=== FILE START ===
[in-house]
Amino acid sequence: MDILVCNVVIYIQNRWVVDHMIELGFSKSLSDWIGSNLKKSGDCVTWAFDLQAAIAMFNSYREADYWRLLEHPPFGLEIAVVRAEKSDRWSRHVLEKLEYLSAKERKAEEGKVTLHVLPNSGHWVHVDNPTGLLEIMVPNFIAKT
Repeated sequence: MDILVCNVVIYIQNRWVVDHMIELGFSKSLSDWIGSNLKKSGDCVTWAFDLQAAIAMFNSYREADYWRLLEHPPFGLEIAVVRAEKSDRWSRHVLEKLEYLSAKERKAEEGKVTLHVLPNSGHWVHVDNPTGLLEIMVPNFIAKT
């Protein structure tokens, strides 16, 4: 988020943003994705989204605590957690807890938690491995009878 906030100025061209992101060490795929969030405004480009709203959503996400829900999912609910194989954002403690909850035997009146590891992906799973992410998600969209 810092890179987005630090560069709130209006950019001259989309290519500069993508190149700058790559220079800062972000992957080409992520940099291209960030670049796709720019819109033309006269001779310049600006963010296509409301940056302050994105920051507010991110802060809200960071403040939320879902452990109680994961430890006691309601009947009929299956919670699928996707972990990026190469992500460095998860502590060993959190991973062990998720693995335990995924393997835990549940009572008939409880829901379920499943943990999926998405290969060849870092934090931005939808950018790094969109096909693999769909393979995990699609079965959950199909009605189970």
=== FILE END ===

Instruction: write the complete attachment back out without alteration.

[in-house]
Amino acid sequence: MDILVCNVVIYIQNRWVVDHMIELGFSKSLSDWIGSNLKKSGDCVTWAFDLQAAIAMFNSYREADYWRLLEHPPFGLEIAVVRAEKSDRWSRHVLEKLEYLSAKERKAEEGKVTLHVLPNSGHWVHVDNPTGLLEIMVPNFIAKT
Repeated sequence: MDILVCNVVIYIQNRWVVDHMIELGFSKSLSDWIGSNLKKSGDCVTWAFDLQAAIAMFNSYREADYWRLLEHPPFGLEIAVVRAEKSDRWSRHVLEKLEYLSAKERKAEEGKVTLHVLPNSGHWVHVDNPTGLLEIMVPNFIAKT
């Protein structure tokens, strides 16, 4: 988020943003994705989204605590957690807890938690491995009878 906030100025061209992101060490795929969030405004480009709203959503996400829900999912609910194989954002403690909850035997009146590891992906799973992410998600969209 810092890179987005630090560069709130209006950019001259989309290519500069993508190149700058790559220079800062972000992957080409992520940099291209960030670049796709720019819109033309006269001779310049600006963010296509409301940056302050994105920051507010991110802060809200960071403040939320879902452990109680994961430890006691309601009947009929299956919670699928996707972990990026190469992500460095998860502590060993959190991973062990998720693995335990995924393997835990549940009572008939409880829901379920499943943990999926998405290969060849870092934090931005939808950018790094969109096909693999769909393979995990699609079965959950199909009605189970």